The US sanctions have affected Iran’s energy exports, financial transactions, and imports of certain technologies, but natural gas production in Iran has grown steadily over the past two decades despite, the US Energy Information Administration wrote on its website.
While the EIA estimated Iran’s total dry gas production in 2019 at 8.4 trillion cubic feet (237.8 billion cubic meters) which still made Iran the third biggest producer, official figures have put it at 267 billion cubic meters.
Iran’s domestic natural gas demand, which the sanctions do not affect, has been the main driver of Iran’s natural gas production growth. According to officials, total gas production will hit 500 billion cubic meters in 2041.
Much of the growth in natural gas production comes from development of the offshore South Pars field in the Persian Gulf.
In February, former Petroleum Minister Bijan Zanganeh said Iran’s gas production had hit the record high above 1 billion cubic meters a day, a milestone reached three years after the US imposed its most draconian sanctions ever on the Islamic Republic.
The sanctions have discouraged international energy companies from dealing with Iran, but they have provided a rare chance for domestic firms to venture into a setting known to be an exclusive specialty of the elite club of companies.
When French oil and energy company Total ended participation in Phase 11 of Iran’s giant South Pars gas field in 2018, China’s state-owned energy major CNPC was said to be ready to take over the stake but the company also suspended investment in response to US pressure.
In January 2020, Zanganeh announced that Iran’s Petropars would develop Phase 11 of the world’s largest gas field.
Natural gas production at South Pars began in 2003, and so far, 23 of the 24 development phases have started producing. Phase 11 is the largest of the phases which currently produce 70 percent of natural gas consumed by Iranian households.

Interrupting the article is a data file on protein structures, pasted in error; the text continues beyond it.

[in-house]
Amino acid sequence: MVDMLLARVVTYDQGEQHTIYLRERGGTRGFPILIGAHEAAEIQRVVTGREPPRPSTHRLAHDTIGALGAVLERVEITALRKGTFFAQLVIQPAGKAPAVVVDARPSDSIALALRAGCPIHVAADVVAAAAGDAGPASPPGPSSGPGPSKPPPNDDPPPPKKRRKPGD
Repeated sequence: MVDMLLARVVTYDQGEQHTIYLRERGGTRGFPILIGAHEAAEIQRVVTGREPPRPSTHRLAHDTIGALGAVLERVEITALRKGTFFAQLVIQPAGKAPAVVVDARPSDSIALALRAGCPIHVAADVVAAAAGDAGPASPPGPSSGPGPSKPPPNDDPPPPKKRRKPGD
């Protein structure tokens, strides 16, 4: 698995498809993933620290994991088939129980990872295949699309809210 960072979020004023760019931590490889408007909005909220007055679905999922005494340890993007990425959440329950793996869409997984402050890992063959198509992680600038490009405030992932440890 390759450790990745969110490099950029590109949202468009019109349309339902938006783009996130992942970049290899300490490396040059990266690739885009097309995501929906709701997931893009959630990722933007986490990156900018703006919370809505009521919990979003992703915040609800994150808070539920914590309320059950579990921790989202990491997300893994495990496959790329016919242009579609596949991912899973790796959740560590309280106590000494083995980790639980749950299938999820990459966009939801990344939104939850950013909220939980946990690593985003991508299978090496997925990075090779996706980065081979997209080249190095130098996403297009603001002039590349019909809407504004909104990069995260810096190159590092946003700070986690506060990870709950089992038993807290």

At maximum capacity, the South Pars natural gas field could annually produce 9.49 trillion cubic feet (268.7 billion cubic meters) of natural gas.
Iran holds the fourth largest oil reserves and the largest natural gas reserves in the world, and is considered an energy superpower, but its domestic consumption is disproportionately high and rising.
Almost all of the natural gas that Iran produced in 2019 was consumed domestically. That year, Iran consumed more natural gas than all but three other countries: the United States, Russia, and China.
In Iran, the residential and commercial sectors use natural gas for space heating, and the industrial sector uses it for feedstock, especially in the petrochemicals industry.
In January, Zanganeh chided residents in Tehran –a megacity of 12 million – over a 15 percent rise in gas consumption.
“The highest fuel consumption in the country is in homes, and I think this is because people think that if they leave windows open, the corona will go away. Authorities should tell people to close the windows and lower the temperature,” he said.
The high consumption is driven by massive subsidies provided by the government which is in a race against time to catch up with the rising demand.
On Monday, head of Iran’s Renewable Energy and Energy Efficiency Organization (SABTA) Mahmoud Kamani said 10,000 megawatts of new renewable capacity will be built with the help of private investors over the next four years.
Currently, Iran has about 900 MW of installed renewable capacity, of which 310 MW is wind and 390 MW solar, he added.
According to Kamani, cheap and abundant fossil fuels in Iran are one of the factors contributing to the neglect of renewable energy.
“As a result, our power plants face problems in the winter despite the abundance of gas fuel, and the electricity supply becomes erratic, and in addition, a lot of pollution is produced,” he told reporters.
He said 100,000 MW of solar capacity and 40,000 MW of wind capacity has been identified in the country. “10,000 MW is not a big figure compared to this huge capacity,” he said.
Dozens of cities across Iran faced power outages in January, with social media and news outlets wildly speculating that they might have been caused by bitcoin mining.
The natural gas is the major fuel used to generate electricity in Iran. Historically, the supply of low-cost electricity is a way to grow economies, increase populations and improve the quality of life.
Many producers in Iran are currently reaping the windfall from a record devaluation of the national currency, the rial, to ramp up production and increase exports.
Iran also trades relatively small volumes of natural gas regionally through pipelines. Since 2017, when Iran began exporting to Iraq, natural gas exports have risen substantially.
In 2019, Iran exported natural gas to Turkey, Armenia, Azerbaijan, and Iraq. It also imported natural gas from Azerbaijan.